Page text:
In a week that has seen the launch of the European Climate Law at EU level, and the Climate Bill at home in Ireland, we’ve seen a few days of highs and lows.
In the same week that NASA’s Perseverance rover converted carbon dioxide to oxygen on planet Mars, on planet Earth, most notably the subcontinent of India, people were dying because of a lack of oxygen supplies.
The coverage charting India’s health system in collapse, as Covid 19 wreaks havoc, raised stark questions around inequity and how our planet’s most vulnerable citizens are getting a raw deal on so many levels.
There is much to be proud of in the long-awaited ambitious Climate Bill at home, and I hope it’s transition into legislation will be swift. While I don’t want to be loose with language, I can hand-on-heart say there is good reason for optimism, or at least some semblance of hope in the overall thrust of it. It is heading in the right direction and, against the backdrop of a planet in a climate and biodiversity emergency; that direction is one we need to be taking very, very seriously.
I wish I could be as optimistic about the EU-level Climate Law. It’s disappointing, and an unwelcome example reflecting Greta Thunberg’s analogy of the earth being like a burning building. The house – our ‘home’ – is burning down and still the larger lobbies push their weight into the ring at a political level in Europe, and play money-focused games that ignore the dire emergency we are in.
The perilous nature of what we are facing, as a species, was not taken seriously this week, when agreement was reached between the European Parliament, Member States’ governments and the European Commission. Following on from the strong language and ambition outlined in the Commission’s European Green Deal, it was doubly disappointing at a time when we need honest action rather than shallow rhetoric. As our own Greens/ EFA group in the European Parliament said in a pointed message to the deluded supporters of the final agreement on the European Climate Law (including members of the biggest groupings in the European Parliament – EPP and Renew): We are ready, why aren’t you?
A scientist spoke to me in recent days about just how perilous a situation the earth is in. He explained that while we are in a climate and biodiversity emergency that is seeing an on-going wipe-out of species and habitat before our blinkered eyes, when it comes to the crunch, some species will be better able to adapt and survive the catastrophe of a disintegrating planet.
He went on to say that the human species do not have the resilience of other more adaptable living species. Unless we dramatically change course we will, as a species, be wiped out. I repeat: ‘wiped out’. Sadly this alarming prediction is scientifically backed. Even more sadly, the timeline to irreversible planetary breakdown to the point where human life is unsustainable, is short. There is a window of opportunity to reverse a fatal outcome for humankind. The window of opportunity is ‘now’.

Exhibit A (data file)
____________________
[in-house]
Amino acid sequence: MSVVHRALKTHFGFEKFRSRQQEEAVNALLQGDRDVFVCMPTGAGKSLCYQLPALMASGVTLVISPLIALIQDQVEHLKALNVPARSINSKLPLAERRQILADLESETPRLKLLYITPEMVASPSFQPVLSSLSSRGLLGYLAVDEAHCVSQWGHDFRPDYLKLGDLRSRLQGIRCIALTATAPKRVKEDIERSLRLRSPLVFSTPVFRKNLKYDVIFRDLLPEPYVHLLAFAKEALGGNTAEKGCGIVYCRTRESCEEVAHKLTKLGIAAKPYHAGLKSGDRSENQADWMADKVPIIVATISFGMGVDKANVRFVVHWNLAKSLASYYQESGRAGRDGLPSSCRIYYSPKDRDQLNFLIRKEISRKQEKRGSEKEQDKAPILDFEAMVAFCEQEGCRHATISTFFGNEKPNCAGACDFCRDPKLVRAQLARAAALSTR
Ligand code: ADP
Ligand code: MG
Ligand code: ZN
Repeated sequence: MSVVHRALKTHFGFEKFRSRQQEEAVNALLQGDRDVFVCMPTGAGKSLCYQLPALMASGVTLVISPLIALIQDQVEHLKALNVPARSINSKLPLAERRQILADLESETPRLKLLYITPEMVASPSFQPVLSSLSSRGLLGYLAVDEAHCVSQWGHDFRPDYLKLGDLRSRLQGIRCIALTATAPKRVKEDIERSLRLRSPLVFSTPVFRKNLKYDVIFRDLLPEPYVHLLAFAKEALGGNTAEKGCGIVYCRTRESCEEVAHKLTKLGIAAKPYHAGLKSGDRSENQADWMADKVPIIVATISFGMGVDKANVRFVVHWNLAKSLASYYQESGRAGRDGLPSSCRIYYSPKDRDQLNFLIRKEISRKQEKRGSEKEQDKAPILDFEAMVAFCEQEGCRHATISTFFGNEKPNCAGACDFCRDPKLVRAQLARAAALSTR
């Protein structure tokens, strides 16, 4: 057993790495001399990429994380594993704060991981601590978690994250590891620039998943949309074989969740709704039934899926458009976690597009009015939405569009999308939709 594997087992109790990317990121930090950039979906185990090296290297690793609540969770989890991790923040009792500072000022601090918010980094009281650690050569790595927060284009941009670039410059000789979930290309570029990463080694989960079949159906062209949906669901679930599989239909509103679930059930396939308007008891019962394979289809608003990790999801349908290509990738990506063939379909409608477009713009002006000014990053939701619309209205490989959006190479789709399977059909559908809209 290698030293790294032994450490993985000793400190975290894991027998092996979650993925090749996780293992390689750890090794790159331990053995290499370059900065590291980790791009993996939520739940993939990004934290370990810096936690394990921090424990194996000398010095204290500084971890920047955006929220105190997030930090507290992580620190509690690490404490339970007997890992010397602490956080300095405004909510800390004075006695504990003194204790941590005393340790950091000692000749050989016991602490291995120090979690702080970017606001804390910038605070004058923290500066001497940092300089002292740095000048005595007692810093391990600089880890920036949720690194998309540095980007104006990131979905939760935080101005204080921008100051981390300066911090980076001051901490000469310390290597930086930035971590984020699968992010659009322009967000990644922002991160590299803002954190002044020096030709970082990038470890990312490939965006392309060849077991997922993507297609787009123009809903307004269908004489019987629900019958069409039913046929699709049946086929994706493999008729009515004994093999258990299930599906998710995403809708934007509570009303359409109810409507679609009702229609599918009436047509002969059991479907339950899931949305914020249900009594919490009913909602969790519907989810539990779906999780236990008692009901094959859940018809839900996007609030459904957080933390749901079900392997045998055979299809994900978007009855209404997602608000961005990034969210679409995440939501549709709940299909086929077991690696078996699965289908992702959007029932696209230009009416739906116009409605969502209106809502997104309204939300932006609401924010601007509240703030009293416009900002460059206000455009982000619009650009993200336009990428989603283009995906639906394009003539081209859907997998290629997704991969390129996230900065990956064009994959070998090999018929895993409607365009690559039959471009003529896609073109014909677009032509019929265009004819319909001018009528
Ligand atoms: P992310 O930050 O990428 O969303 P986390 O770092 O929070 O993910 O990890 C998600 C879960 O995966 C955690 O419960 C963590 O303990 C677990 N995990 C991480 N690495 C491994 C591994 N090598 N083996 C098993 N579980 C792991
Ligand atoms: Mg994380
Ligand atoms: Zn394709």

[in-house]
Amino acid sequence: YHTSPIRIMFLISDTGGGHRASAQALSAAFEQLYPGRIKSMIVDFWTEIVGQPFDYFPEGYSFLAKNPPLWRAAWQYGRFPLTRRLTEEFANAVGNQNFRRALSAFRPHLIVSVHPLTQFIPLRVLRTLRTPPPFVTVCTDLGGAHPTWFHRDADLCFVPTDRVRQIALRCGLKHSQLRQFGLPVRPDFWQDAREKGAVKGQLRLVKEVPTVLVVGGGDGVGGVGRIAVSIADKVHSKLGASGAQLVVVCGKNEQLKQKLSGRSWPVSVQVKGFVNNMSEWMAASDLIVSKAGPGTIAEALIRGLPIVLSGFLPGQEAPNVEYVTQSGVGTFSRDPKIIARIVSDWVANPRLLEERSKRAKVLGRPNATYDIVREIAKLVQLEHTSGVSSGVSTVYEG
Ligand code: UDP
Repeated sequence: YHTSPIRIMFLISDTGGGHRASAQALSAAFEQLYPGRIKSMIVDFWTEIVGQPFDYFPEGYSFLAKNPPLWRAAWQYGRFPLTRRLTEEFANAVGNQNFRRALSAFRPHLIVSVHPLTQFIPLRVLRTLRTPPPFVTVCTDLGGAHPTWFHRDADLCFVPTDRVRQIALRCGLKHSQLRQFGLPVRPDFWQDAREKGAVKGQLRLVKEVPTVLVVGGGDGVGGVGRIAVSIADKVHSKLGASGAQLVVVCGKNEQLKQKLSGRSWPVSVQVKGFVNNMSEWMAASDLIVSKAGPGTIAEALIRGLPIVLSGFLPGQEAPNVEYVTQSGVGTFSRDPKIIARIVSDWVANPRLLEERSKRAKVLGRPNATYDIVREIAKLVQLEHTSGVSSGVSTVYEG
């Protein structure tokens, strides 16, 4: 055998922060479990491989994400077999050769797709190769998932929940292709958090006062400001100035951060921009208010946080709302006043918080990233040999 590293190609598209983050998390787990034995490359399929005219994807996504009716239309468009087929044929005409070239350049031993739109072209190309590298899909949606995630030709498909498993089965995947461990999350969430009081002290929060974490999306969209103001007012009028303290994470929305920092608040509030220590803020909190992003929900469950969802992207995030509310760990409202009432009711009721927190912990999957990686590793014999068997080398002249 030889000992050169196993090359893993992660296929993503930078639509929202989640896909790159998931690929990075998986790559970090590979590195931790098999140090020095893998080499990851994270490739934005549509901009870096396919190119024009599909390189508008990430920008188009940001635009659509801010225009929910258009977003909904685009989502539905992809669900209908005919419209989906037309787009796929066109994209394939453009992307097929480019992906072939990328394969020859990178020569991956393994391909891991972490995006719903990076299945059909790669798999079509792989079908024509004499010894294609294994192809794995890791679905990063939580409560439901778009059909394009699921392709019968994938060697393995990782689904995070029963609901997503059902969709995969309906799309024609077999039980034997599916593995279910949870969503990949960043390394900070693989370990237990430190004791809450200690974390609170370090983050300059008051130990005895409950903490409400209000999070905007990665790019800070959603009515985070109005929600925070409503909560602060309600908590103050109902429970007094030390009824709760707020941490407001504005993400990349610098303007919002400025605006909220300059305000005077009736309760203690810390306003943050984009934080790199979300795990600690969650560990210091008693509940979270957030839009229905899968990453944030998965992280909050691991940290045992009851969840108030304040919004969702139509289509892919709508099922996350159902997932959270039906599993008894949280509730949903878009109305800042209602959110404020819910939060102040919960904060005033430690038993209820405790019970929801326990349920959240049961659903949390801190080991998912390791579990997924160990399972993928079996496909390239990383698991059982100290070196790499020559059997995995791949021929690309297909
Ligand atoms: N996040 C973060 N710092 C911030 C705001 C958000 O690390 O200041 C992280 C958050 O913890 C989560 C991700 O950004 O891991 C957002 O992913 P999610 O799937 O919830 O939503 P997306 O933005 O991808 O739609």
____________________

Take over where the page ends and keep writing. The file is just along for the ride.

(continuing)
Overwhelming numbers of people who understand the danger we are in and want the planet to survive into the future, have been taking to the streets to demand urgent, comprehensive action. Why do we still have too many political leaders bowing to lobbies whose ambitions clash with science and the overwhelming evidence that we are on the road to nowhere if we carry on the way we are going?
Stats and information released on marine life, birds and soil degradation over the past week, from the European Environment Agency, Birdwatch Ireland and other sources, indicate that life at every level is in peril.
Twenty-six per cent of Irish bird species are red-listed and described as being in danger of extinction. Our marine life is severely depleted and threatened. Intensive farming, erosion, pollution and chemical use is impacting massively on soil, that most fundamental component in the global production of healthy food as well as an important and comprehensive carbon sink facility. Put bluntly, soil is being stripped, by human intervention, of its remarkable, long-term, natural abilities to sustain life – plants, animals and humans.
The dire situation in India serves to illustrate a likely regular future scenario if we don’t ramp up the action around tackling the climate emergency. While India is struggling to cope with the ravages of Covid-19, a zoonotic disease inextricably linked to climate change, the climate emergency is one that has already been making itself felt on the subcontinent. Ranked as the fourth in the world in terms of countries already profoundly impacted by the climate emergency, India (along with many other developing nations) has, for some time, been experiencing a reality that we in the more developed parts of the world have, until recently, been able to conveniently air-brush.
Covid, the first major climate-linked disease to reach our shores, has been described as a force that knows no borders. It’s a phrase that, unless adequate radical action is ramped up, will be rolled out with more regularity as the even bigger forces of the climate emergency plough through geographical and economic borders, land squarely on our privileged doorsteps, crash through our own front doors, and explode in metaphorical flames.
There is hope. There is time. But the clock is ticking and if you don’t want the alarm bell to be tolling for you and yours, it’s time to realise that this fight must be fought with all hands on deck.